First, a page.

If you have a huge loan or a heavy debt on a credit card, which you can't afford to pay off, do not think that you have met the end of the line. Even if you have no other means of backup in such a situation, the balance transfer facility could be an option for you.
As with loans, balance transfer is a viable alternative for credit cards as well. The service is offered by many card-issuing companies and banks, and you can avail it with relative ease.
BT is a facility in which you get a new credit card with a low APR, and then transfer your high credit balance to it from your old cards. Basically, you use a new card to pay off your debt on other cards, but you get the provision of paying a lower interest rate. You might even find a few balance transfer cards which offer 0% introductory APR for a limited period.
A few of the benefits of balance transfer credit cards are given below:
Pay Less Interest: The very reason to even consider a balance transfer in the first place is that you get to pay a lower rate of interest than that at your previous credit card company. This can be either for your general financial benefit or to repay debt more easily.
Streamline Your Finances: You can transfer your outstanding balance from multiple credit cards to a balance transfer card, thus streamlining all your payments into a single payment, which is much easier to manage. It is also unlikely that you will miss payments due to different billing cycles.
However, when would it be ideal to consider a balance transfer? How can you get a balance transfer done? What factors are to be considered before going for a balance transfer? Let's get a little deeper into it.
We, at mymoneykarma, strive to make your finances easier for you to understand. Mentioned below is a detailed step-by-step description of how the balance transfer facility works.
Search for the best and most suitable balance transfer facility. (Heads up! The next section deals with this in detail)
Apply for a balance transfer card - you could do so online, through your phone, or by visiting the card issuing company directly.
Provide the details required - such as the account number and the amount to be transferred.
Wait for the issuer to approve your request. The lender or card issuer will check your credit history and credit score before making a decision. There isn't any guarantee that your application will be approved; even if it does, the full amount might not be approved for transfer.
Understand the terms and conditions. A card issuer might not allow you to transfer debt between the products of their own company. However, you can move other types of debt (like a loan or a mortgage) to a balance transfer credit card.
Wait for three weeks and keep making payments on your old accounts till you get alerted by the new card issuer that the transfer procedure has been completed.
Once the balance transfer is successful, all your old cards will be wiped clean, and your entire debt will be transferred to your new card.
Try to pay off most of your balance within the introductory period when the APR is low. That's how you must utilize a balance transfer card to your advantage - save money on interest and pay off debt faster.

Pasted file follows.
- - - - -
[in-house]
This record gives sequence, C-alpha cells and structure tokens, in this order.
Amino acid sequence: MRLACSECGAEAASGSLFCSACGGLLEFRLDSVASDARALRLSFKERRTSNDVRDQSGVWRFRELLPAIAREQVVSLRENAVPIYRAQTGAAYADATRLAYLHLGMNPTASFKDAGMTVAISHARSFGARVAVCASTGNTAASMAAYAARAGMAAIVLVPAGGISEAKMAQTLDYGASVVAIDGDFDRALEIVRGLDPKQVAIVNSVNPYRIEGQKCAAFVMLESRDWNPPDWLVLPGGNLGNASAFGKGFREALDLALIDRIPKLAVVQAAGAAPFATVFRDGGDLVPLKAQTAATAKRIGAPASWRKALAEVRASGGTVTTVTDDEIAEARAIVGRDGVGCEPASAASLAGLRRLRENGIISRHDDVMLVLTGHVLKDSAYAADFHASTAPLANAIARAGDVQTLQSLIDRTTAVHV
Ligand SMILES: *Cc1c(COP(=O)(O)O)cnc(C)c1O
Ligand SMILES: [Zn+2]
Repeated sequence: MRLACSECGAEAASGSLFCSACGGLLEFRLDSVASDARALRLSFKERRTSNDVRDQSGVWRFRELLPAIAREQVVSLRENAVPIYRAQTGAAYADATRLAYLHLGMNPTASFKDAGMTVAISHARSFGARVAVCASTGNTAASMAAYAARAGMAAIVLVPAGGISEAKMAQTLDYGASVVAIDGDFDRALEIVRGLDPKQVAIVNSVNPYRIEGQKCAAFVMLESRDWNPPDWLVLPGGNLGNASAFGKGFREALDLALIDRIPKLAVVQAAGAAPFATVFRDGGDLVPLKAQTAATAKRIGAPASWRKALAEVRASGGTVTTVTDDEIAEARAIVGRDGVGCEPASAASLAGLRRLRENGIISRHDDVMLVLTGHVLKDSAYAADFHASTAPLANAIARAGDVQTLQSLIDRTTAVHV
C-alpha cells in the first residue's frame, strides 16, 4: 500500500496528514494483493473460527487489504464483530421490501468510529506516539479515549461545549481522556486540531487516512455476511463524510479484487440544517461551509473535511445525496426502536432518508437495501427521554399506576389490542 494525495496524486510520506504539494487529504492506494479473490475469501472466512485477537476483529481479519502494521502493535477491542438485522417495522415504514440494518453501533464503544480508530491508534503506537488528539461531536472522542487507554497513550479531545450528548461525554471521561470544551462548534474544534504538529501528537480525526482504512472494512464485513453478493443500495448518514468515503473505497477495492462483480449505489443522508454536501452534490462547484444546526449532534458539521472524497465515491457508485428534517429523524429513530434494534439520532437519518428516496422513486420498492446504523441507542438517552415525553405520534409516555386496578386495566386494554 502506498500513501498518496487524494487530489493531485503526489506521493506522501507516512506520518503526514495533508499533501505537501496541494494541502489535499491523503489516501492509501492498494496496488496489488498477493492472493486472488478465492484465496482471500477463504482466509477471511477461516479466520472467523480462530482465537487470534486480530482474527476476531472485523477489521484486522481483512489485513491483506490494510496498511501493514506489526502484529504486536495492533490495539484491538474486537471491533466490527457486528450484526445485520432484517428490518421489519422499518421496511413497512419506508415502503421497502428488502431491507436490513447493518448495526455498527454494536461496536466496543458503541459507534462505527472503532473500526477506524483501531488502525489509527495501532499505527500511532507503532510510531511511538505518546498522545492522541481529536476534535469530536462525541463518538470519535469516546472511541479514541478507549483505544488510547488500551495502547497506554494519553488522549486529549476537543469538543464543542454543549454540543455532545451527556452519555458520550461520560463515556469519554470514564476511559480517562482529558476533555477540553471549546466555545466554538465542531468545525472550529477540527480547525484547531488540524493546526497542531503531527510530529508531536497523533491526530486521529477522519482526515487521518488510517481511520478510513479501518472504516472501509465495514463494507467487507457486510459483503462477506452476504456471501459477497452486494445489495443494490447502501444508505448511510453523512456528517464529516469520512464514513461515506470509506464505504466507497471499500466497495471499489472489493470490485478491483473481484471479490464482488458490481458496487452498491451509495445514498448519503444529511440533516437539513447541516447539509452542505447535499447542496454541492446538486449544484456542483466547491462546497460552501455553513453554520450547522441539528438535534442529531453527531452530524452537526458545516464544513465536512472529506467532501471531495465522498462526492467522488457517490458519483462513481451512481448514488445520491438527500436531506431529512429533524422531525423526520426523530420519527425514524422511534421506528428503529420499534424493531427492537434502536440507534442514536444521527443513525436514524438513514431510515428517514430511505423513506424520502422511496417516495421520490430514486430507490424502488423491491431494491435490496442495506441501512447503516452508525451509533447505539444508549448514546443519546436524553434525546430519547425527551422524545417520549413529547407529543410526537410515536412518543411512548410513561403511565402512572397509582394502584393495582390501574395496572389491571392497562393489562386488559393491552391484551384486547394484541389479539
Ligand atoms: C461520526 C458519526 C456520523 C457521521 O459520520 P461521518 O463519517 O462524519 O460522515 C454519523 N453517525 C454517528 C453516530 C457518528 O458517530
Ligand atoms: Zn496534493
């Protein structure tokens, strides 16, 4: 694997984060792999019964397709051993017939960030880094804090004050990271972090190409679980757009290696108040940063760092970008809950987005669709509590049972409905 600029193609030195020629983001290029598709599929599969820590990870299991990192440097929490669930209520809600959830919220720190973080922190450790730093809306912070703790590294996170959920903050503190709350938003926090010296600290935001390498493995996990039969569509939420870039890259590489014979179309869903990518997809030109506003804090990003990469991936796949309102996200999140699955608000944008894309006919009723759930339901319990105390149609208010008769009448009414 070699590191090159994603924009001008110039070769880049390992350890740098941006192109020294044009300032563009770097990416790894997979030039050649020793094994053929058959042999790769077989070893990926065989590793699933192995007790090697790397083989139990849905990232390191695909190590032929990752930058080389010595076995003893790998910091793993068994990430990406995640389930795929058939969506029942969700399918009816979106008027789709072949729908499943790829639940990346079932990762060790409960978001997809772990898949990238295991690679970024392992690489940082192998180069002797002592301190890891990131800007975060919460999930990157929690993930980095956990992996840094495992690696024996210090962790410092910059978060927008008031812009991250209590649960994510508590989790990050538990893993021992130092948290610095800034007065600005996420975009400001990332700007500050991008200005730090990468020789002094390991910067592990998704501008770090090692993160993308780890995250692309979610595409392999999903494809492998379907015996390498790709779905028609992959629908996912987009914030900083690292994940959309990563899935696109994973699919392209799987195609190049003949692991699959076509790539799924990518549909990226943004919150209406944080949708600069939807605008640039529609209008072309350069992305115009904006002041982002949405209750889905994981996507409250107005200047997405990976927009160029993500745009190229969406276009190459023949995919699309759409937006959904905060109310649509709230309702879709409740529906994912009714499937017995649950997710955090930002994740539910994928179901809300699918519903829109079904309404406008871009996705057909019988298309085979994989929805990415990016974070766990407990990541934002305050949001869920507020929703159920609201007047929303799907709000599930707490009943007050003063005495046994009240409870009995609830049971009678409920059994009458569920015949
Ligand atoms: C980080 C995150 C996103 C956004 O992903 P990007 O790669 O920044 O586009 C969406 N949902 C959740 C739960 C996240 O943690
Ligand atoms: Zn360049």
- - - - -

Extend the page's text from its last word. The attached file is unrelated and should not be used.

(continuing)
What about the old cards? Well, try not to close them, as doing so will make your credit score drop. Keeping your old accounts active is healthy for your credit history. However, if there is a hefty annual fee that you can't afford, you better cancel it rather than inviting more debt.
Research thoroughly before selecting a card. Your principal objective is to reduce debt, so put all your other preferences aside and focus on finding out the card that helps you save the most. Here are a few things that you must consider during selection:
The whole idea behind a balance transfer card is to give you enough time to pay down your debt. Choose the card that gives you an introductory offer of 0% APR for a limited period. Most balance transfer cards offer this scheme. Then how do you choose? Select the card that provides this offer for the longest time so that you can settle the debt by then and save some money on interest.
The Balance Transfer Fee
Some balance transfer cards might charge you a transfer fee of around 3-5% of the transferred amount. This means that each time you transfer a loan to your new card, you end up paying a fee. You could avoid this by looking for a card that does not impose a transfer fee. Otherwise, select the card that charges the minimum fee for transfers.
For example, say you already have an APR of 12%. The balance transfer card offers an APR of 10%. Over and above that, you have to pay a balance transfer fee of 4%. That doesn't look profitable at all. You won't save anything; on the contrary, you will pay more than before!
The Annual Fee
You should look for a balance transfer card which has no annual fee. However, you will qualify for such cards only if you have a good or excellent credit score. Also make sure that you will be able to pay off the entire balance that you are transferring during the 0% APR period.
A balance transfer card is a useful tool for reducing debt. Go for it only when you cannot afford to pay your existing debt. However, you need to be very punctual and regular with your payments after you have transferred your balance. Check your credit report regularly to make sure you are on track.
Try your best to settle the debt within the introductory 0% APR offer. You must not misuse this facility. Do not move debt from one card to another - that vicious cycle of debt may engulf you and ruin your financial health forever. Pay off your debt. It might call for some sacrifices; just do it!